kms-black-footed-ferretsPhotography by Aaron Patton

A new exhibit at the Sedgwick County Zoo is the latest development in the comeback story of this endangered prairie mammal

In December 2022, the Sedgwick County Zoo in Wichita opened a new habitat for black-footed ferrets, celebrating a significant development for this population of carnivorous mammals native to Kansas.

Related to animals such as the badger and the mink, these solitary burrow-dwellers once thrived in the central United States. Fossil records document black-footed ferrets as living in the central plains region as long as 100,000 years ago; it is believed that as little as 105 years ago, the species’ population could have reached 1 million animals ranging from western Arizona to the Iowa border, and from northern Texas to the Canadian border. This changed in the early- and mid-20th century with the loss of the ferrets’ habitats and the declining population of prairie dogs (a black-footed ferret’s primary food source). Black-footed ferrets were believed extinct until an isolated colony was identified in South Dakota in 1964. The federal government protected the remaining animals as an endangered species in 1967 and grandfathered them into the Endangered Species Act of 1973. But initial preservation efforts failed, and the species was thought to be extinct again until a new colony was discovered in 1981. The government renewed recovery and reintroduction programs, which have resulted in a population of approximately 350 black-footed ferrets living at monitored wild sites and facilities.

The two male black-footed ferrets now in residence at the Sedgwick County Zoo represent an integral component of the species’ preservation plan. Zoo staff worked extensively with the United States Fish and Wildlife Service and the Black-Footed Ferret Recovery Program to prepare the exhibit and the arrival of the ferrets from a breeding facility in western Kansas.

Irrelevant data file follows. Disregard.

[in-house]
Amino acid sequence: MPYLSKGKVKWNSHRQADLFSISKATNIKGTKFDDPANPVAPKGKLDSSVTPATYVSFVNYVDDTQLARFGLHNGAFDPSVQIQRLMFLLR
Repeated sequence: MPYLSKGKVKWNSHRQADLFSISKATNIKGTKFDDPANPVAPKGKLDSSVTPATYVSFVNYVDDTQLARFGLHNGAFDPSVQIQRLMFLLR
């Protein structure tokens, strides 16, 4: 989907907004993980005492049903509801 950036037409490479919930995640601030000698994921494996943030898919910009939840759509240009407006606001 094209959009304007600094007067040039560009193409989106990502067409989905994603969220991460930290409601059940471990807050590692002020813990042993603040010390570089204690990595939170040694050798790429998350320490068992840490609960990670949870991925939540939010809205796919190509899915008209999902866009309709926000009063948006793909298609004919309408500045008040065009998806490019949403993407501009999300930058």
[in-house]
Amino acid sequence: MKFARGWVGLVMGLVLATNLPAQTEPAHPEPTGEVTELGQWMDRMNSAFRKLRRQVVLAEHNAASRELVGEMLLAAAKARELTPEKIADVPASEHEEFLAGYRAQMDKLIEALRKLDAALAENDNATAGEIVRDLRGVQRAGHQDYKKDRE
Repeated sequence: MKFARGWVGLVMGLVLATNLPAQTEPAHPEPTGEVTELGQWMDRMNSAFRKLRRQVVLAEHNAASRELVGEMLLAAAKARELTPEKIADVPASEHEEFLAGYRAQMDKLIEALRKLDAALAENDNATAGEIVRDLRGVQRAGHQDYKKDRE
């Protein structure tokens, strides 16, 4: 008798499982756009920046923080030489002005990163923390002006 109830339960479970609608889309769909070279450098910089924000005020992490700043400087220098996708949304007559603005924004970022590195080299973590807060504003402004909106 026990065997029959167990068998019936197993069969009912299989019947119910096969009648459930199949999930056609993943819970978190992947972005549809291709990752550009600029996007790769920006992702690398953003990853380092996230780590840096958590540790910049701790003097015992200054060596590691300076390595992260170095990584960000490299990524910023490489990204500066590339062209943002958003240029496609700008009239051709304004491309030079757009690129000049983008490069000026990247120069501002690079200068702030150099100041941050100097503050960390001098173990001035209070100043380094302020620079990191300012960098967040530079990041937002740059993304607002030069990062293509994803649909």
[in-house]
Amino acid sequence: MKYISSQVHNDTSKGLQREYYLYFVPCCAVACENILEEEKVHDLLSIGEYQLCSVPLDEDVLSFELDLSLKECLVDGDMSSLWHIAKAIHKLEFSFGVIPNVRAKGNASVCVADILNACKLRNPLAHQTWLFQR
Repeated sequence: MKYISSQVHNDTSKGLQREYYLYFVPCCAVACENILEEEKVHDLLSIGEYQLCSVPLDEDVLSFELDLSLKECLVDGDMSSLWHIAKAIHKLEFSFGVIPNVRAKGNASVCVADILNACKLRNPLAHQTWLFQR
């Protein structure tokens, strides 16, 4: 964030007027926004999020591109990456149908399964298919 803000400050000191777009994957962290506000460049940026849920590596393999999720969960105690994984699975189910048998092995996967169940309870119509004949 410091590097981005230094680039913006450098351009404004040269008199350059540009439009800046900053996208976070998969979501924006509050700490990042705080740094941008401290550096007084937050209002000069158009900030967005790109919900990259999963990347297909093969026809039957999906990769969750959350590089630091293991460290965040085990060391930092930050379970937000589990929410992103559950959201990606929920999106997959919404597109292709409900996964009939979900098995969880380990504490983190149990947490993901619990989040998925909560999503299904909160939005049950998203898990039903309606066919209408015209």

Both Will Ferret and Tannerite, the names given to the ferrets before they arrived to the zoo, have aged out of active breeding. Jennica King, the zoo’s communication director, describes the bachelors as animal ambassadors who are now living a comfortable retirement along with the zoo’s approximately 3,000 other animals representing 400 species, most of whom are endangered or represent vulnerable populations.

Like all black-footed ferrets, Will Ferret and Tannerite are solitary creatures, so the zoo rotates the pair with one ferret living in the habitat area, and the other being cared for behind the scenes. Visitors can see whichever ferret is in the habitat or watch the ferret through the zoo’s 24-hour animal camera channel, which includes live-feed cameras of the zoo’s penguin and elephant habitats.

But the best time to see one of the zoo’s ferrets, either in person or online, is during the daily 9–9:30 a.m. feeding when the ferrets receive the zoo’s standard carnivore meat diet with occasional additions of frozen mice as treats and enrichment.

 “After they eat, they like to snuggle in for the day,” King says. “They like their routine; they eat and they sleep and that is kind of what they do.”


Sedgwick County Zoo  /  316.660.9453
Will Ferret’s and Tannerite’s camera:

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